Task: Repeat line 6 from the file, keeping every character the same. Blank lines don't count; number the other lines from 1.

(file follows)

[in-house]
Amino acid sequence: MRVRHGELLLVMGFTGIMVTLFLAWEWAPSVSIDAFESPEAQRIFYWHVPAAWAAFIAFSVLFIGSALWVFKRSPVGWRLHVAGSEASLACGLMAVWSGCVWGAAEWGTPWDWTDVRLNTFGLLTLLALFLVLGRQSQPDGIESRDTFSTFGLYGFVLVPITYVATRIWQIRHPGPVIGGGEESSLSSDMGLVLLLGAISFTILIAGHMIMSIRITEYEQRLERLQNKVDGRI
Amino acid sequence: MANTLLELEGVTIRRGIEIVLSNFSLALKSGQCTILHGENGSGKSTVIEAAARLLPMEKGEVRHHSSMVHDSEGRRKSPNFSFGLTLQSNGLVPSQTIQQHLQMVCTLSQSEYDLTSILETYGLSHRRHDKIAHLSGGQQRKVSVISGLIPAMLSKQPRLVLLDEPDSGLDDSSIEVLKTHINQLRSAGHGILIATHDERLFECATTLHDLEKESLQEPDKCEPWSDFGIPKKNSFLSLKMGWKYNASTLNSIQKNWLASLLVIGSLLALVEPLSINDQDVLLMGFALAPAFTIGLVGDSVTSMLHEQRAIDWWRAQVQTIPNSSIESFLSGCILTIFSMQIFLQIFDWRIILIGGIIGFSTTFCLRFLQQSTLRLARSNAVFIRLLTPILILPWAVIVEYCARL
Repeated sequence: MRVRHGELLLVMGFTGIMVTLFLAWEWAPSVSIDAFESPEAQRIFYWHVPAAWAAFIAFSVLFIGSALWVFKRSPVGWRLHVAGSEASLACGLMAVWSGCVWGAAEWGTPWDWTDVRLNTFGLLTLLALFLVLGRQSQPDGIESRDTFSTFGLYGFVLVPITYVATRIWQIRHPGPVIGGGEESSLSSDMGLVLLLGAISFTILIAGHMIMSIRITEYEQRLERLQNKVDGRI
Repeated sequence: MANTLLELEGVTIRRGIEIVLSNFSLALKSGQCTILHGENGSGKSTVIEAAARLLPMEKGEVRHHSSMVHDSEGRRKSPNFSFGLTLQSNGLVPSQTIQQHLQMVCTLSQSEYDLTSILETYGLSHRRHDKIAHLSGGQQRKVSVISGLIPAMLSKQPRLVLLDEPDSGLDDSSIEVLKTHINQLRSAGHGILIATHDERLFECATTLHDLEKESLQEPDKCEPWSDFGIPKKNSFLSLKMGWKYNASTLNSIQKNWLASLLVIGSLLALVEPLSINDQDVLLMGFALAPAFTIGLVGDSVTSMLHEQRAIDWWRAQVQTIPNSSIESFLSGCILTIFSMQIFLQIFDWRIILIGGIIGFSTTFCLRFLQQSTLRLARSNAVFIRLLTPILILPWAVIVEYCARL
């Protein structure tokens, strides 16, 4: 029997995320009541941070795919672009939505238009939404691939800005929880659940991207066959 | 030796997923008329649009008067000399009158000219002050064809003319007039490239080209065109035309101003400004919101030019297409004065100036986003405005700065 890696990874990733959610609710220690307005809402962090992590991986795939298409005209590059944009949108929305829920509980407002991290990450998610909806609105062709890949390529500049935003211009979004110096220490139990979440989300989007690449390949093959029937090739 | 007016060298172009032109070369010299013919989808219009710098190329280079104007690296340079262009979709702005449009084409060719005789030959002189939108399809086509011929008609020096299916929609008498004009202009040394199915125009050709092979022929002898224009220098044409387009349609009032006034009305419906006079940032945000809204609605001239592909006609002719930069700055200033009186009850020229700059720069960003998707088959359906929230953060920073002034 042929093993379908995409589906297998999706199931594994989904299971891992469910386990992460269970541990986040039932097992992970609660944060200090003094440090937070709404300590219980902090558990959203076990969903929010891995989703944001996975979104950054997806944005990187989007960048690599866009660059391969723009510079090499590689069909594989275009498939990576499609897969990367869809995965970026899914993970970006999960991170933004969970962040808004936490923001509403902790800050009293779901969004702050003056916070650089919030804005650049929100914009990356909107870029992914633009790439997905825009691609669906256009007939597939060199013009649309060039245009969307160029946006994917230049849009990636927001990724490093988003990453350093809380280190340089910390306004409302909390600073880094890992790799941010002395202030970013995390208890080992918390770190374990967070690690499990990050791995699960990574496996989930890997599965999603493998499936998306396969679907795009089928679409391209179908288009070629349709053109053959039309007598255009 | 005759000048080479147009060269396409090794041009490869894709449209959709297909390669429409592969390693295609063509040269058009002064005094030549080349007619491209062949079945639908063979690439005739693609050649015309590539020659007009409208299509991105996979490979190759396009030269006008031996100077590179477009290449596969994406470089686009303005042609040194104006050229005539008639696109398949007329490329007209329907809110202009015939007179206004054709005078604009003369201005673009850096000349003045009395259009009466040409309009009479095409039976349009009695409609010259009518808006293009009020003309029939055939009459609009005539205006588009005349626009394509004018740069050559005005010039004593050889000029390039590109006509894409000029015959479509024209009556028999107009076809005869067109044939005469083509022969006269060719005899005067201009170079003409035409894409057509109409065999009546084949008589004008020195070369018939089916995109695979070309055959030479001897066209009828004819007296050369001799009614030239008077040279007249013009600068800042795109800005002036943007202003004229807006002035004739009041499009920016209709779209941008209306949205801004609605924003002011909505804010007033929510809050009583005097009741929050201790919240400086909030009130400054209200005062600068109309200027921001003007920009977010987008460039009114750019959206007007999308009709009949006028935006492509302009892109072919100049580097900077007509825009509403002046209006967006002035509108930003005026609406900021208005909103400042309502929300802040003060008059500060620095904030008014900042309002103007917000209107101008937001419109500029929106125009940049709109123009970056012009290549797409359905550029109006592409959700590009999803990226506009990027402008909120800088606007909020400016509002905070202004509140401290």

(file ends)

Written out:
């Protein structure tokens, strides 16, 4: 029997995320009541941070795919672009939505238009939404691939800005929880659940991207066959 | 030796997923008329649009008067000399009158000219002050064809003319007039490239080209065109035309101003400004919101030019297409004065100036986003405005700065 890696990874990733959610609710220690307005809402962090992590991986795939298409005209590059944009949108929305829920509980407002991290990450998610909806609105062709890949390529500049935003211009979004110096220490139990979440989300989007690449390949093959029937090739 | 007016060298172009032109070369010299013919989808219009710098190329280079104007690296340079262009979709702005449009084409060719005789030959002189939108399809086509011929008609020096299916929609008498004009202009040394199915125009050709092979022929002898224009220098044409387009349609009032006034009305419906006079940032945000809204609605001239592909006609002719930069700055200033009186009850020229700059720069960003998707088959359906929230953060920073002034 042929093993379908995409589906297998999706199931594994989904299971891992469910386990992460269970541990986040039932097992992970609660944060200090003094440090937070709404300590219980902090558990959203076990969903929010891995989703944001996975979104950054997806944005990187989007960048690599866009660059391969723009510079090499590689069909594989275009498939990576499609897969990367869809995965970026899914993970970006999960991170933004969970962040808004936490923001509403902790800050009293779901969004702050003056916070650089919030804005650049929100914009990356909107870029992914633009790439997905825009691609669906256009007939597939060199013009649309060039245009969307160029946006994917230049849009990636927001990724490093988003990453350093809380280190340089910390306004409302909390600073880094890992790799941010002395202030970013995390208890080992918390770190374990967070690690499990990050791995699960990574496996989930890997599965999603493998499936998306396969679907795009089928679409391209179908288009070629349709053109053959039309007598255009 | 005759000048080479147009060269396409090794041009490869894709449209959709297909390669429409592969390693295609063509040269058009002064005094030549080349007619491209062949079945639908063979690439005739693609050649015309590539020659007009409208299509991105996979490979190759396009030269006008031996100077590179477009290449596969994406470089686009303005042609040194104006050229005539008639696109398949007329490329007209329907809110202009015939007179206004054709005078604009003369201005673009850096000349003045009395259009009466040409309009009479095409039976349009009695409609010259009518808006293009009020003309029939055939009459609009005539205006588009005349626009394509004018740069050559005005010039004593050889000029390039590109006509894409000029015959479509024209009556028999107009076809005869067109044939005469083509022969006269060719005899005067201009170079003409035409894409057509109409065999009546084949008589004008020195070369018939089916995109695979070309055959030479001897066209009828004819007296050369001799009614030239008077040279007249013009600068800042795109800005002036943007202003004229807006002035004739009041499009920016209709779209941008209306949205801004609605924003002011909505804010007033929510809050009583005097009741929050201790919240400086909030009130400054209200005062600068109309200027921001003007920009977010987008460039009114750019959206007007999308009709009949006028935006492509302009892109072919100049580097900077007509825009509403002046209006967006002035509108930003005026609406900021208005909103400042309502929300802040003060008059500060620095904030008014900042309002103007917000209107101008937001419109500029929106125009940049709109123009970056012009290549797409359905550029109006592409959700590009999803990226506009990027402008909120800088606007909020400016509002905070202004509140401290």